Cloud Stinger Wireless and Cloud Flight, side by side
The Cloud Flight is wireless, retails for around $160 (which is $60 more than the Cloud Stinger Wireless), and has a different physical structure from the Cloud Stinger Wireless. I prefer the sound and the microphone of the Flight (they seem just a touch crisper), and the fit is a touch snugger around my head (which I prefer, but will certainly vary from person to person). The maximum battery life of the Flight (when its LEDs are completely off) is reported to be 30 hours compared to the Stinger Wireless’ 17 hours. As far as wireless range, while the Flight boasts a bigger maximum range (by 8 meters), while walking around my apartment, I found the ranges of the two to be about equal. There are two clear areas where the Stinger Wireless actually exceeds the Flight, however: the Flight’s microphone detaches as opposed to being on a swingable arm for storage, and the Flight’s volume wheel is much looser than the Stinger Wireless’ (which sometimes causes me issues with manually adjusting the volume properly).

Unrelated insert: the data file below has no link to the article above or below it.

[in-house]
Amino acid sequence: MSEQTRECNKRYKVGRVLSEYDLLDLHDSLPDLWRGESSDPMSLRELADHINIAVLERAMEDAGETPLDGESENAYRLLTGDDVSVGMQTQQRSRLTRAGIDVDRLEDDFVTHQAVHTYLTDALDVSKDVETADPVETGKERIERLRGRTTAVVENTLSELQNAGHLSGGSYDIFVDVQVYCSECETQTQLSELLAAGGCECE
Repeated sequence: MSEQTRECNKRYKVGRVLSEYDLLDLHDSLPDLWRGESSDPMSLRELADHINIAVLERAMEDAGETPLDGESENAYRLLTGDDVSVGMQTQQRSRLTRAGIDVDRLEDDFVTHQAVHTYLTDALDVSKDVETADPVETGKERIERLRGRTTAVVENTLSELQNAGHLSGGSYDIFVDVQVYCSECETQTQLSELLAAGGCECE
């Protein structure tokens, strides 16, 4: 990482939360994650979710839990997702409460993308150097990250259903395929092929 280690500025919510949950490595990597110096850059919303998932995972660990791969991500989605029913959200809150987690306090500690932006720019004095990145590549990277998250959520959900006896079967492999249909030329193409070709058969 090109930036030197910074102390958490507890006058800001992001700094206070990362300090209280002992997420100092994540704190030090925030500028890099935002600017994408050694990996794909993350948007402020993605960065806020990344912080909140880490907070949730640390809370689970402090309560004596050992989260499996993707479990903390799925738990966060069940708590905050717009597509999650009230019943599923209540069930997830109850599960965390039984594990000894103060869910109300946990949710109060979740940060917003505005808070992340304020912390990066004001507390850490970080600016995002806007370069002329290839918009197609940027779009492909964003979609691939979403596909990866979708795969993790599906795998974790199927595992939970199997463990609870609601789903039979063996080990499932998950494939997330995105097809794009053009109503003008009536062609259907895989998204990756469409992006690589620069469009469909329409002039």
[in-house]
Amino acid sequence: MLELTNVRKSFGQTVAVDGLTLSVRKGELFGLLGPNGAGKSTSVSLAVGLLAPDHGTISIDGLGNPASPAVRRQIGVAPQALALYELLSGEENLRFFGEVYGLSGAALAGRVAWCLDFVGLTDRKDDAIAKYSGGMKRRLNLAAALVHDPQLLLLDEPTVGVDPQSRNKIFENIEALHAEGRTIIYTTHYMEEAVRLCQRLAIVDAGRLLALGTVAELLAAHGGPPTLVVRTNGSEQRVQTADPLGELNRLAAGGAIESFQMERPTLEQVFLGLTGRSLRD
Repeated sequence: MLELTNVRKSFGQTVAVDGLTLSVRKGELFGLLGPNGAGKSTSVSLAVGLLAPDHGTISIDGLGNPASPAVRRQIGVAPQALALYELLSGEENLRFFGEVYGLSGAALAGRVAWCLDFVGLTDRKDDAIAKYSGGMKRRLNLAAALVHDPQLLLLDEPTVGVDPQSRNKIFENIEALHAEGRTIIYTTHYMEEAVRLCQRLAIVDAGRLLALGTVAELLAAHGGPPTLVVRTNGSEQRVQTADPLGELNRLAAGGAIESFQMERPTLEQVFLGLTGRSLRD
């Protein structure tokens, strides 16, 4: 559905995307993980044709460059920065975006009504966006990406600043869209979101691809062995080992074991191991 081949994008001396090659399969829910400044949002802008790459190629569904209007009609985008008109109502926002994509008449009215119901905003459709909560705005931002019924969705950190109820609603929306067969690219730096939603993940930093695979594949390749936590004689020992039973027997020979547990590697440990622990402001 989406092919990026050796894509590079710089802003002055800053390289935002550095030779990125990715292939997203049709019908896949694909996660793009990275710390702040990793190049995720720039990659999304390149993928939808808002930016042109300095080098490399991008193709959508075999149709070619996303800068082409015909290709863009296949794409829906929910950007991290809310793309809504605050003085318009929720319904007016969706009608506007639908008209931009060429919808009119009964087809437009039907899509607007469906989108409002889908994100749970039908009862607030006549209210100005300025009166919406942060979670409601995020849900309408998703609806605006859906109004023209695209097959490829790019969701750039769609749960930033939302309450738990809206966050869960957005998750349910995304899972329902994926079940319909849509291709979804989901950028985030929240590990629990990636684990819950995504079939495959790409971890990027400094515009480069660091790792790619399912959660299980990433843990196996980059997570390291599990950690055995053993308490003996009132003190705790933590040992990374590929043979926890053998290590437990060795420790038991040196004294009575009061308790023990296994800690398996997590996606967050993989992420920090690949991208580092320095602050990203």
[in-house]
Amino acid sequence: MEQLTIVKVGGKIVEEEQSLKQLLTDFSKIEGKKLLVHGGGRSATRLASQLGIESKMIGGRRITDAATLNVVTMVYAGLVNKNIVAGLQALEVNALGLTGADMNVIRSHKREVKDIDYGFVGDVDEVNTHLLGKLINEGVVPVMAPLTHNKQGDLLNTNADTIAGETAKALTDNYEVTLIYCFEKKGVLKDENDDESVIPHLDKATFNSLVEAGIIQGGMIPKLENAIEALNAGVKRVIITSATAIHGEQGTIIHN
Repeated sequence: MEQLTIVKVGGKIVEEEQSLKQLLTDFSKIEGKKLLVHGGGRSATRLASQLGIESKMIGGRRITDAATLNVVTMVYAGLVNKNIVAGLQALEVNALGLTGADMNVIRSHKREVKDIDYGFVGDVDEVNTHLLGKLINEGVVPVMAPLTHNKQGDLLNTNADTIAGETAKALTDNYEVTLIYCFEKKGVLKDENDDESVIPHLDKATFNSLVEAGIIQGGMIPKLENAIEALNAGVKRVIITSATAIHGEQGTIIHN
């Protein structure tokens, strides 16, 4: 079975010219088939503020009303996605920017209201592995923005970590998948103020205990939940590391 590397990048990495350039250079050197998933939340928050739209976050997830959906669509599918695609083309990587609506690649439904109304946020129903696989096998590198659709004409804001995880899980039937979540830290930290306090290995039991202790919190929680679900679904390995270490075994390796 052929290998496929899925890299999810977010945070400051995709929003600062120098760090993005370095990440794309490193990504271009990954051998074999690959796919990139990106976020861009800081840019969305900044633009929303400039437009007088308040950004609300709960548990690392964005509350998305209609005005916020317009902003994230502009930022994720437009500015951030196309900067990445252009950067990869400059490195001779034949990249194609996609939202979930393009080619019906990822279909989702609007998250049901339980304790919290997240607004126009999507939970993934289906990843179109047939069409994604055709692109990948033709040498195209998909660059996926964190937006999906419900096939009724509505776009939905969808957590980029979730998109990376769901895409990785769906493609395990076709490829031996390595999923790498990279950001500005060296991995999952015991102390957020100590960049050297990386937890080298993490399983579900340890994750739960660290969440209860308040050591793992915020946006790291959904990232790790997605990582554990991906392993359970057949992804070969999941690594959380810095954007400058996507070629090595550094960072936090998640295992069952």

After weighing all these comparisons, I think the Cloud Stinger Wireless ends up being a perfect fit for what it’s trying to accomplish. Qualitywise, it’s a slight step up from the less expensive Stinger (mostly by virtue of being wireless), but a step down in most ways to the more expensive Flight. For $100, I think the Cloud Stinger Wireless is a very good option for a somewhat lower-end wireless gaming headset. It’s being marketed more specifically for the PS4, which I think is a smart move; wired headsets for consoles are kind of a drag (since they can easily get tangled up attached to your controller), but you might not want to spring for a more expensive option. If you can pony up an extra $60 for the Flight, I might recommend it for the improved audio, microphone, and battery life, but the Stinger Wireless offers an excellent option for those who can’t or don’t wish to.
All things considered, I find the Cloud Stinger Wireless to be extremely fair in regard to its price and features. Around $100 seems to be the starting point of most wireless gaming headsets and the battery life of the Stinger Wireless appears to be better than most of the competition. Added to that, I will always trust in HyperX’s quality comfort over other headsets. The Cloud Stinger Wireless just makes sense in HyperX’s ever-growing library of headphones, each of which always seem to have their specific audience. If you belong to the target demographic of the Clound Stinger Wireless (i.e you need a wireless headset, but also need to spend $100 or less), I wholeheartedly recommend it.